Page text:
Freesync utilizes an open-source standard developed by VESA, called Adaptive-Sync. This is built into VESA’s DisplayPort spec (version 1.2a or higher). It doesn’t cost extra for a manufacturer to add into their monitor, so most of them just go along with it.

On the other hand, G-Sync is proprietary hardware-based. This, as we all know, makes the monitor a more premium option. Of course, you can also find high-end Freesync monitors in the market. These are bundled with extra value features like blur reduction and LFC to justify the cost.

Which One do Pro Streamers Prefer: Freesync or G-Sync?

Some of the popular streamers you’ll find using G-Sync are Ninja, Tfue, Symfuhny, and Nick Eh 30. However, try not to get carried away by these names. Both Freesync and G-Sync serve the same purpose.

So, when buying a monitor, instead of this, consider more important factors like resolution, refresh rate, and panel type. If you want an in-depth guide on buying monitors, check out this article.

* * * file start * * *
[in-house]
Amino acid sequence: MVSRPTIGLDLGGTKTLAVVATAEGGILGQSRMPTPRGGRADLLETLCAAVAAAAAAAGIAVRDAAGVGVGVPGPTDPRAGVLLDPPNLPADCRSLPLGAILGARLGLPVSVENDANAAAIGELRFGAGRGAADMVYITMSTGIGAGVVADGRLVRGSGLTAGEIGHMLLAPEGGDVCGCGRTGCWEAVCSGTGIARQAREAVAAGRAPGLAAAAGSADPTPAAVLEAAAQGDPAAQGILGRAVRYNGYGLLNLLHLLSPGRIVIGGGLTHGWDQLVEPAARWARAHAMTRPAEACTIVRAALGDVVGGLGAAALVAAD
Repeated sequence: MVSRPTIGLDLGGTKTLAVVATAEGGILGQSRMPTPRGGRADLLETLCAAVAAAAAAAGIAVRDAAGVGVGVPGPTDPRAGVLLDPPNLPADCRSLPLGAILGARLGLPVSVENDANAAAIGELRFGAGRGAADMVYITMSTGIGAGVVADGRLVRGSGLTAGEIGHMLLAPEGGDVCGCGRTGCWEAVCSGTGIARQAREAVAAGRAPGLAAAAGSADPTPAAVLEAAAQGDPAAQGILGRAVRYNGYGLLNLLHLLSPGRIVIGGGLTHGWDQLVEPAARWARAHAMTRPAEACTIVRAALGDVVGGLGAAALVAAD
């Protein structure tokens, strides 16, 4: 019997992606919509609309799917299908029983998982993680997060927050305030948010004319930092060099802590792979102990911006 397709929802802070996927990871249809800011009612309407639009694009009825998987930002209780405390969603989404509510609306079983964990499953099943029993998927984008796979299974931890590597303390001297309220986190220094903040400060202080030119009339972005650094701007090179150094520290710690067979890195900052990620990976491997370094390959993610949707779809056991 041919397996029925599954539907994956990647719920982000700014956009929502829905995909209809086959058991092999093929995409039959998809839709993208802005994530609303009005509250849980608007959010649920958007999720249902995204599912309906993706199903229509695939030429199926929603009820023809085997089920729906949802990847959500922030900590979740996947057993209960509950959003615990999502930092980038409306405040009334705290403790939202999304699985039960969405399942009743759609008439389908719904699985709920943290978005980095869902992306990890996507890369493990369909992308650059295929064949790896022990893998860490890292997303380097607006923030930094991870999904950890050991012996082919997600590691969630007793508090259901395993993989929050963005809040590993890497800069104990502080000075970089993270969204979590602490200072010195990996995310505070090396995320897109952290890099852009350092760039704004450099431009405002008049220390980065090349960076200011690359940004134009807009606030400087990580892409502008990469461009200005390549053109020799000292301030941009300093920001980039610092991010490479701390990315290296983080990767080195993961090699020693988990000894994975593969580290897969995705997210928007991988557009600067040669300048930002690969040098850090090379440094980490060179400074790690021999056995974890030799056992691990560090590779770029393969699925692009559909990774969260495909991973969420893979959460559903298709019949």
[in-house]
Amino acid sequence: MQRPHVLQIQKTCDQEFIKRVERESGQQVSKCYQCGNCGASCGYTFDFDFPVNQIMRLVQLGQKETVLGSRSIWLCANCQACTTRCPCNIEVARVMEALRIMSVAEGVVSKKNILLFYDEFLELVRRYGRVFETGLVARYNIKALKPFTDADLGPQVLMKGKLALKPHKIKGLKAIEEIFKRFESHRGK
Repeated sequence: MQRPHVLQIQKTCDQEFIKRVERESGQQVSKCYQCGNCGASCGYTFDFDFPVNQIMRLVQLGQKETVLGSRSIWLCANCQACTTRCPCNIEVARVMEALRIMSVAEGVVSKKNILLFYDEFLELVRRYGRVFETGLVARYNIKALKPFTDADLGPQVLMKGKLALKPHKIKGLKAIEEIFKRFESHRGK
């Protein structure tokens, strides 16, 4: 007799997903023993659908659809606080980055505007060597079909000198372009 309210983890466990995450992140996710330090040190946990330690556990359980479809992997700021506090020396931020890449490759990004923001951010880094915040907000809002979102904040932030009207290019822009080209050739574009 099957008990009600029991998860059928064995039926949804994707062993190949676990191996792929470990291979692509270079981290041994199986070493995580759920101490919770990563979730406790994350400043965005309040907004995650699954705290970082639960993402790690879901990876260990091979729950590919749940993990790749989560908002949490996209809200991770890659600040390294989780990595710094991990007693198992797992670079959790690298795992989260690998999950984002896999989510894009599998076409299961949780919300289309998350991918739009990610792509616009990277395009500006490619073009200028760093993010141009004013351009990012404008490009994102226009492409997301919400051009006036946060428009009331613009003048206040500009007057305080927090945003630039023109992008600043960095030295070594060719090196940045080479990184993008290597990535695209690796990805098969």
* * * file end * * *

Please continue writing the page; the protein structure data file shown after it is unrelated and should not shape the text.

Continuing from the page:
Wrapping Up

In a nutshell, you can use your Freesync monitor with an Nvidia GPU, but you need to comply with some basic requirements and follow a few simple steps to enable it.

I remember hearing about this announcement back in 2019 from CES. I was pleasantly surprised, to say the least. Usually most companies try to create a wall around their ecosystem and force customers to stay inside it. But generous moves like this give customers like you and me more options to choose from and leads to higher competition in the market, which ultimately results in better products.

Now, when buying a monitor, you don’t need to pay a premium just because of G-Sync compatibility. That can take a back seat to other important considerations like resolution and response time. Overall, I hope you found this article useful and were successful with enabling Freesync on your monitor!

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Author

James is a marketer by day and gamer by night. He loves sharing his Marketing background in the world of streaming. When he's not working on campaigns he's likely to be spotted in Verdansk.